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Do we Need to Surrender to God? Yoga vs. Christianity

Isvara Pranidhana






Peace Familia it is Christina and I wanted to start making some videos that I think are going to be pretty cool. We'll see how you all react to it. I identify as a Christian. I've been a Christian my whole life, and I've gone on this kind of like epic spiritual journey exploring all different types of paths and Buddhism and yoga and Islam and like all kind of different stuff, to be honest. And I feel like I've come to this really beautiful place where, you know, I really do believe that God is one and that God has really tried to communicate to us throughout the world. And so especially having, you know, being a yoga teacher and being deep into yoga. I feel like it's interesting, at least to me, to link together some of these principles between at least my understanding of Christianity and my understanding of yoga traditions. Eastern traditions kind of like putting East and West together. And so I have a feeling that this might offend a couple of people, and that's totally fine. You know, I'm not saying I have all the answers. I'm actually just more bringing up questions and drawing parallels to see if there's anything there and if it's interesting to anybody else and if it's helpful.


So today I really wanted to talk about Surrender to God. And I love this one, because if you look at the eight limbs of yoga, you have literally eight different aspects of the practice of yoga. So when you in the West, for whatever reason, like most of us, have considered yoga to be asana, which is like posture practice. So when you're like, you know, um, inhale, exhale, right. Like most of us would be like, that's yoga. But like in reality, there's eight aspects to yoga. It starts with the yamas and niyamas, which are the first two limbs. Asana is number three. And so the idea is that before you even do a single posture, that you would get your heart and mind oriented in the right place, which is toward God.


And so I think it's interesting, like I've actually seen videos of people talking about the yogic path and will be like, "I don't believe in God. You know, we don't, you know, I, you know, the light in me, it's the light in you. Namaste. Which is like so beautiful. But then like, they play like God doesn't exist. Well, like, "You know that I'm. I am God. You are God." Like that type of like stuff. But like, if you actually go deep into pretty much every yogic text, from the Yoga Sutras to the Upanishads, like literally all of them talk about God like big, big G. Big God like, not like you and me are divine god, but they talk about like, big God, like surrender to God. And so I wanted to discuss that because I feel like I keep seeing people talk about like, "I am the God. And like, you know, my truth is supreme. And so I get to just follow what I feel because I am God, I am divine."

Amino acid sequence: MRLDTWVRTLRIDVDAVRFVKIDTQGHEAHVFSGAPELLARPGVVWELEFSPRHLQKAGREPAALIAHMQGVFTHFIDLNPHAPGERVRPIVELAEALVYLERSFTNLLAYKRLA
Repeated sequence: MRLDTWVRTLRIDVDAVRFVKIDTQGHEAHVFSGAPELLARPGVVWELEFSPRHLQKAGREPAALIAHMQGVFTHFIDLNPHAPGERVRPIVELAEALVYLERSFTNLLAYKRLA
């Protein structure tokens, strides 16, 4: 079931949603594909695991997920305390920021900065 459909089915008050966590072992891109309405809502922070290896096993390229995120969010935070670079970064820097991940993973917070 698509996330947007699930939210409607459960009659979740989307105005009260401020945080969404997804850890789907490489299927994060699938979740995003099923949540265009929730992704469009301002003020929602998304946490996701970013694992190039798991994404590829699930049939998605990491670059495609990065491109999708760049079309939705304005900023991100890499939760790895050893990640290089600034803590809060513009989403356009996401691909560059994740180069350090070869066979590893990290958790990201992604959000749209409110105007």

And I do believe that God does bestow a divinity upon us. But like we are not ultimately the end all be all right. Like I didn't create myself. You didn't create yourself. I did not create this environment that I'm in right here. I did not create the grass. I did not create the sun. Right. So it's like I may have some level of like inner divinity, inner strength, but like, I am not myself big God, I am like a little, little, little. I'm a little piece of clay that was breathed into.


And so I really wanted to talk about one of the niyamas in the eight limbs of yoga. And so you have yamas, which are like supposed to kind of set your heart on the right path. So it's things like ahimsa, non-harming and things like that. And the niyamas are personal disciplines, like ways that you can actually discipline the flesh, discipline the mind, and ultimately surrender to God. So in the Yoga Sutras, the of the niyamas Ishvara Pranidhana, which just means surrender to God is one of the niyamas. So it's like anyone who genuinely says that they practice yoga and follow the yogic path like. At least in my understanding, would be saying that they believe in God and are surrendered to God. So it's kind of interesting, like fascinating for me when I see a lot of yoga teachers and they're just pretty much like, I don't believe in God. I don't feel like I have to surrender to anybody except for my own will. And I feel like that's really the opposite of the yogic path altogether.


The yogic path is a path of surrender. It's a path of surrendering the ego, surrendering the will like, you know, and I think this is where for me, the Christian faith and the yogic traditions, even though they seem so different at first, actually come together as one. Because, you know, in the Christian tradition, Judeo-Christian, you would say, like, not my will, but your will, God be done. And in the yoga tradition, when you say, surrender to God, surrender to the will of God, that's that same thing, you know.


I think what happened is yoga, especially the way it's practiced in the West. I think that I'm not sure how this happened, but it's like at least it seems to be like in the 70s, maybe 60s, 70s, 80s, a lot of teachers from the United States and from like Western cultures went over to India and were like, teach me yoga. And so they went and learned these practices. A lot of it was asana based, but like, which is just postures. But then the teachers would like they would apparently, from what I understand, like sit in their home, the teacher would teach them things like breathwork, meditation, spiritual, like they would have real conversations. And then somehow after these people got back to the United States, I'm not sure what happened, but it's like a lot of that stuff got lost. And when you go to yoga class, all it is is just posture practice, which is number three of the eight limbs. And so it's like somehow it's like Lost in Translation that yoga is a spiritual discipline, that yoga has eight aspects, and that the thing that we do in yoga class is only number three of eight things, and that if you're only doing this one part, you're really not encompassing all of it.